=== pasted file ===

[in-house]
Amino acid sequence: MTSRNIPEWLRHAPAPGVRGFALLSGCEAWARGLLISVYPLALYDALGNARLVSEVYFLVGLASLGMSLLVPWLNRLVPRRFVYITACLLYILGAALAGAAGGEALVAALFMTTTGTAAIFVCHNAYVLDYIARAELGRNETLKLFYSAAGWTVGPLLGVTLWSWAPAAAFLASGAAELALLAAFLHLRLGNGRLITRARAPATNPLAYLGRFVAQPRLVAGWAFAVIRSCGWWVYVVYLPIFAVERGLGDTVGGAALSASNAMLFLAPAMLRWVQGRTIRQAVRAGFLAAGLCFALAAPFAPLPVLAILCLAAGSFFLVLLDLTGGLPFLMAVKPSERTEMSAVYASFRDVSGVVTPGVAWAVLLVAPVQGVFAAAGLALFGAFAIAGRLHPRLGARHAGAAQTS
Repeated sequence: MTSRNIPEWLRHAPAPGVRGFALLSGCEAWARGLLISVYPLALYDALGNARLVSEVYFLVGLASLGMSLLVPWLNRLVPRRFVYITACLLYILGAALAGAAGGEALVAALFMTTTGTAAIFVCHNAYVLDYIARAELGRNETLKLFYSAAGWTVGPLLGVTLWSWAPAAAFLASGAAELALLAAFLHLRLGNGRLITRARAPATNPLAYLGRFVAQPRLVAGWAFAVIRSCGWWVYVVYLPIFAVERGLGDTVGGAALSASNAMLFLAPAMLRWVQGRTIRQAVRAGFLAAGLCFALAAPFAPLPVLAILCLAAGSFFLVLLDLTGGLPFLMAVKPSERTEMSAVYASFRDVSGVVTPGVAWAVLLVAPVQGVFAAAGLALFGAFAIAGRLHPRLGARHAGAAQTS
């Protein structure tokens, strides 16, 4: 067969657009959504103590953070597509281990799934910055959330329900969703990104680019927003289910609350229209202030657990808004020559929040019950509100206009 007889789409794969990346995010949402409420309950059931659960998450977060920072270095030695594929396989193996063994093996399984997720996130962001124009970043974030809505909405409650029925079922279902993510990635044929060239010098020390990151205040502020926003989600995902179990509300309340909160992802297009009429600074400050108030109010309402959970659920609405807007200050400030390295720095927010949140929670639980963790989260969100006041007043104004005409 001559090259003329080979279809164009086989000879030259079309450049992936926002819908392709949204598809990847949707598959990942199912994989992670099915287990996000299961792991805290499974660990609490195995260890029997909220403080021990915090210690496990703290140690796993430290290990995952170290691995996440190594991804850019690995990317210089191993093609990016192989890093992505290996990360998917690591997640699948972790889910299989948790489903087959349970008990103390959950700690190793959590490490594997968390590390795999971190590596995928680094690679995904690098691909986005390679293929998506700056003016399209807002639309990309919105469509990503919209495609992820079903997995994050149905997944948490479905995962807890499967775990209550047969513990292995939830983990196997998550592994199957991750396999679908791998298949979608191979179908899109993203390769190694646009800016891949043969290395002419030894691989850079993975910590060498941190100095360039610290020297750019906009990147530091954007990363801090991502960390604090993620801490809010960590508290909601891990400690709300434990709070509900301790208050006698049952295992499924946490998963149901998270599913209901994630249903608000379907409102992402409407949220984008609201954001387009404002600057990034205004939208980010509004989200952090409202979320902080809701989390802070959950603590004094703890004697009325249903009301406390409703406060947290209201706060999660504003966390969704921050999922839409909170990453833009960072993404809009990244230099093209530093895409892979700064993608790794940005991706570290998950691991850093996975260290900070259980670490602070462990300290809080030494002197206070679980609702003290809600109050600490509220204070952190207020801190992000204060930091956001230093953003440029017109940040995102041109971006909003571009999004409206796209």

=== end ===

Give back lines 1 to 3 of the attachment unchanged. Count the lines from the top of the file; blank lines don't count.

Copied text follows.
[in-house]
Amino acid sequence: MTSRNIPEWLRHAPAPGVRGFALLSGCEAWARGLLISVYPLALYDALGNARLVSEVYFLVGLASLGMSLLVPWLNRLVPRRFVYITACLLYILGAALAGAAGGEALVAALFMTTTGTAAIFVCHNAYVLDYIARAELGRNETLKLFYSAAGWTVGPLLGVTLWSWAPAAAFLASGAAELALLAAFLHLRLGNGRLITRARAPATNPLAYLGRFVAQPRLVAGWAFAVIRSCGWWVYVVYLPIFAVERGLGDTVGGAALSASNAMLFLAPAMLRWVQGRTIRQAVRAGFLAAGLCFALAAPFAPLPVLAILCLAAGSFFLVLLDLTGGLPFLMAVKPSERTEMSAVYASFRDVSGVVTPGVAWAVLLVAPVQGVFAAAGLALFGAFAIAGRLHPRLGARHAGAAQTS
Repeated sequence: MTSRNIPEWLRHAPAPGVRGFALLSGCEAWARGLLISVYPLALYDALGNARLVSEVYFLVGLASLGMSLLVPWLNRLVPRRFVYITACLLYILGAALAGAAGGEALVAALFMTTTGTAAIFVCHNAYVLDYIARAELGRNETLKLFYSAAGWTVGPLLGVTLWSWAPAAAFLASGAAELALLAAFLHLRLGNGRLITRARAPATNPLAYLGRFVAQPRLVAGWAFAVIRSCGWWVYVVYLPIFAVERGLGDTVGGAALSASNAMLFLAPAMLRWVQGRTIRQAVRAGFLAAGLCFALAAPFAPLPVLAILCLAAGSFFLVLLDLTGGLPFLMAVKPSERTEMSAVYASFRDVSGVVTPGVAWAVLLVAPVQGVFAAAGLALFGAFAIAGRLHPRLGARHAGAAQTS